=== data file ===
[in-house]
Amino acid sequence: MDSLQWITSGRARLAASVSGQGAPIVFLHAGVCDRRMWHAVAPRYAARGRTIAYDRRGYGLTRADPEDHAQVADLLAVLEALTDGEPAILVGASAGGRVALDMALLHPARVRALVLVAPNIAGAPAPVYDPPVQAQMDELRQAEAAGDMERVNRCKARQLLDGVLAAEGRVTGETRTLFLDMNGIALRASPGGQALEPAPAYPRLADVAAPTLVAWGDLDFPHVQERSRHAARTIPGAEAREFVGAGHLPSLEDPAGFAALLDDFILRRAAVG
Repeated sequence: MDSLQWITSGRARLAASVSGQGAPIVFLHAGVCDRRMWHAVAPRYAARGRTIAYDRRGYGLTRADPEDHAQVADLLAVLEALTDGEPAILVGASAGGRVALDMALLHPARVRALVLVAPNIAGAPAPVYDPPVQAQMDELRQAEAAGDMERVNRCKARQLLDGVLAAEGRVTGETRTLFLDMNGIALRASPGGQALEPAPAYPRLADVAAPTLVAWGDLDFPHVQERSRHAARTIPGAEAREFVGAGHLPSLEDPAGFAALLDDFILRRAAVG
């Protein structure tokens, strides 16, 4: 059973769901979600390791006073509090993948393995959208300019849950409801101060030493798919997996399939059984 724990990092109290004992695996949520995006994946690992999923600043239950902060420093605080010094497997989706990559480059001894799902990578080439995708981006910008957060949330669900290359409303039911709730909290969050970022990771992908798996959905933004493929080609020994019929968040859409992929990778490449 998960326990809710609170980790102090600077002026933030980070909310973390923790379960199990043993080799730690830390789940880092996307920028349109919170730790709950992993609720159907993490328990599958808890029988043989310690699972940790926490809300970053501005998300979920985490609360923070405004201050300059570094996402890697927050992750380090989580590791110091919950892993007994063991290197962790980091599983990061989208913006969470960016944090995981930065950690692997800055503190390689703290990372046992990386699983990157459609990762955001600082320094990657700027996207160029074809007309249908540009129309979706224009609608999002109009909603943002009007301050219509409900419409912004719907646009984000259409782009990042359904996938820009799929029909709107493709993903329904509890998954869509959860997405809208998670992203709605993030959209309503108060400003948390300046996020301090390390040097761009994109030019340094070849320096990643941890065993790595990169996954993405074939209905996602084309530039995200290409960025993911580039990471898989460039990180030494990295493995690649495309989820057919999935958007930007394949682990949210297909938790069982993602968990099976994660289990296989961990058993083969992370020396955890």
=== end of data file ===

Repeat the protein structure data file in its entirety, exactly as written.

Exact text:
[in-house]
Amino acid sequence: MDSLQWITSGRARLAASVSGQGAPIVFLHAGVCDRRMWHAVAPRYAARGRTIAYDRRGYGLTRADPEDHAQVADLLAVLEALTDGEPAILVGASAGGRVALDMALLHPARVRALVLVAPNIAGAPAPVYDPPVQAQMDELRQAEAAGDMERVNRCKARQLLDGVLAAEGRVTGETRTLFLDMNGIALRASPGGQALEPAPAYPRLADVAAPTLVAWGDLDFPHVQERSRHAARTIPGAEAREFVGAGHLPSLEDPAGFAALLDDFILRRAAVG
Repeated sequence: MDSLQWITSGRARLAASVSGQGAPIVFLHAGVCDRRMWHAVAPRYAARGRTIAYDRRGYGLTRADPEDHAQVADLLAVLEALTDGEPAILVGASAGGRVALDMALLHPARVRALVLVAPNIAGAPAPVYDPPVQAQMDELRQAEAAGDMERVNRCKARQLLDGVLAAEGRVTGETRTLFLDMNGIALRASPGGQALEPAPAYPRLADVAAPTLVAWGDLDFPHVQERSRHAARTIPGAEAREFVGAGHLPSLEDPAGFAALLDDFILRRAAVG
């Protein structure tokens, strides 16, 4: 059973769901979600390791006073509090993948393995959208300019849950409801101060030493798919997996399939059984 724990990092109290004992695996949520995006994946690992999923600043239950902060420093605080010094497997989706990559480059001894799902990578080439995708981006910008957060949330669900290359409303039911709730909290969050970022990771992908798996959905933004493929080609020994019929968040859409992929990778490449 998960326990809710609170980790102090600077002026933030980070909310973390923790379960199990043993080799730690830390789940880092996307920028349109919170730790709950992993609720159907993490328990599958808890029988043989310690699972940790926490809300970053501005998300979920985490609360923070405004201050300059570094996402890697927050992750380090989580590791110091919950892993007994063991290197962790980091599983990061989208913006969470960016944090995981930065950690692997800055503190390689703290990372046992990386699983990157459609990762955001600082320094990657700027996207160029074809007309249908540009129309979706224009609608999002109009909603943002009007301050219509409900419409912004719907646009984000259409782009990042359904996938820009799929029909709107493709993903329904509890998954869509959860997405809208998670992203709605993030959209309503108060400003948390300046996020301090390390040097761009994109030019340094070849320096990643941890065993790595990169996954993405074939209905996602084309530039995200290409960025993911580039990471898989460039990180030494990295493995690649495309989820057919999935958007930007394949682990949210297909938790069982993602968990099976994660289990296989961990058993083969992370020396955890």